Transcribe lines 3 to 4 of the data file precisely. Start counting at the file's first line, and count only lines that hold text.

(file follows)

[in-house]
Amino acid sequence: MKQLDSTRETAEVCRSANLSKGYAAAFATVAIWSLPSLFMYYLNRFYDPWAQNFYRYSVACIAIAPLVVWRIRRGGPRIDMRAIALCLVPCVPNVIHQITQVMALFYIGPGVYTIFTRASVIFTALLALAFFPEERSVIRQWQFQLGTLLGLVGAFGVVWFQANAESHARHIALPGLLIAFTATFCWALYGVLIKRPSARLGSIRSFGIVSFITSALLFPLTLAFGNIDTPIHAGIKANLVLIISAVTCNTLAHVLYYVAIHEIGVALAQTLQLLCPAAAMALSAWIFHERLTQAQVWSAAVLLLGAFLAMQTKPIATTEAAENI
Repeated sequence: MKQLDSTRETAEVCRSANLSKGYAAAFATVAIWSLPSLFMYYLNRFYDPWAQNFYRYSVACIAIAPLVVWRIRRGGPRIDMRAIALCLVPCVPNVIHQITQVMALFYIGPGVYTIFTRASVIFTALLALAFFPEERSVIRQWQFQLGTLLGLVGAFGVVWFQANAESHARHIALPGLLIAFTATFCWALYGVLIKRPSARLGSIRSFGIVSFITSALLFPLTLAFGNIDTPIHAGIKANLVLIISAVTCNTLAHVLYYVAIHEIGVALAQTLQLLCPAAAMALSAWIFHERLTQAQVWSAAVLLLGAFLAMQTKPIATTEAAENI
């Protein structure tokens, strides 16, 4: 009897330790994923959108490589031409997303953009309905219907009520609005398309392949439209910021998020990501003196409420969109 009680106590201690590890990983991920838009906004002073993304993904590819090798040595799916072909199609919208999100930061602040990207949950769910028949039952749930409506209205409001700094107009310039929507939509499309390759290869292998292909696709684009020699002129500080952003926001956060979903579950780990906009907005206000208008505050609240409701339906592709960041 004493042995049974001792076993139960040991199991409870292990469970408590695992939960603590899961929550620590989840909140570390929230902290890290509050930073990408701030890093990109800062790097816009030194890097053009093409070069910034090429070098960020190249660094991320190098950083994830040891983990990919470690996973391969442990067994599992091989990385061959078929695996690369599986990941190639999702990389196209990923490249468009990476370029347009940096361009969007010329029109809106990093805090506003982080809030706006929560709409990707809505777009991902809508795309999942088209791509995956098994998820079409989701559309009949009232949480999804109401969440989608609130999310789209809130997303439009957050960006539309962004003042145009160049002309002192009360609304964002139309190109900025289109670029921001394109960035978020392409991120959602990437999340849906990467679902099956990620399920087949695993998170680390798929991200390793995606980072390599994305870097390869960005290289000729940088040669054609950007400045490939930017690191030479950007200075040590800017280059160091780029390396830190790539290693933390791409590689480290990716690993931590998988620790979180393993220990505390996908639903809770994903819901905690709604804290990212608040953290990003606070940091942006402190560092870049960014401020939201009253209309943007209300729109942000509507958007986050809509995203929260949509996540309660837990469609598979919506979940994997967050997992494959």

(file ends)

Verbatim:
Repeated sequence: MKQLDSTRETAEVCRSANLSKGYAAAFATVAIWSLPSLFMYYLNRFYDPWAQNFYRYSVACIAIAPLVVWRIRRGGPRIDMRAIALCLVPCVPNVIHQITQVMALFYIGPGVYTIFTRASVIFTALLALAFFPEERSVIRQWQFQLGTLLGLVGAFGVVWFQANAESHARHIALPGLLIAFTATFCWALYGVLIKRPSARLGSIRSFGIVSFITSALLFPLTLAFGNIDTPIHAGIKANLVLIISAVTCNTLAHVLYYVAIHEIGVALAQTLQLLCPAAAMALSAWIFHERLTQAQVWSAAVLLLGAFLAMQTKPIATTEAAENI
């Protein structure tokens, strides 16, 4: 009897330790994923959108490589031409997303953009309905219907009520609005398309392949439209910021998020990501003196409420969109 009680106590201690590890990983991920838009906004002073993304993904590819090798040595799916072909199609919208999100930061602040990207949950769910028949039952749930409506209205409001700094107009310039929507939509499309390759290869292998292909696709684009020699002129500080952003926001956060979903579950780990906009907005206000208008505050609240409701339906592709960041 004493042995049974001792076993139960040991199991409870292990469970408590695992939960603590899961929550620590989840909140570390929230902290890290509050930073990408701030890093990109800062790097816009030194890097053009093409070069910034090429070098960020190249660094991320190098950083994830040891983990990919470690996973391969442990067994599992091989990385061959078929695996690369599986990941190639999702990389196209990923490249468009990476370029347009940096361009969007010329029109809106990093805090506003982080809030706006929560709409990707809505777009991902809508795309999942088209791509995956098994998820079409989701559309009949009232949480999804109401969440989608609130999310789209809130997303439009957050960006539309962004003042145009160049002309002192009360609304964002139309190109900025289109670029921001394109960035978020392409991120959602990437999340849906990467679902099956990620399920087949695993998170680390798929991200390793995606980072390599994305870097390869960005290289000729940088040669054609950007400045490939930017690191030479950007200075040590800017280059160091780029390396830190790539290693933390791409590689480290990716690993931590998988620790979180393993220990505390996908639903809770994903819901905690709604804290990212608040953290990003606070940091942006402190560092870049960014401020939201009253209309943007209300729109942000509507958007986050809509995203929260949509996540309660837990469609598979919506979940994997967050997992494959």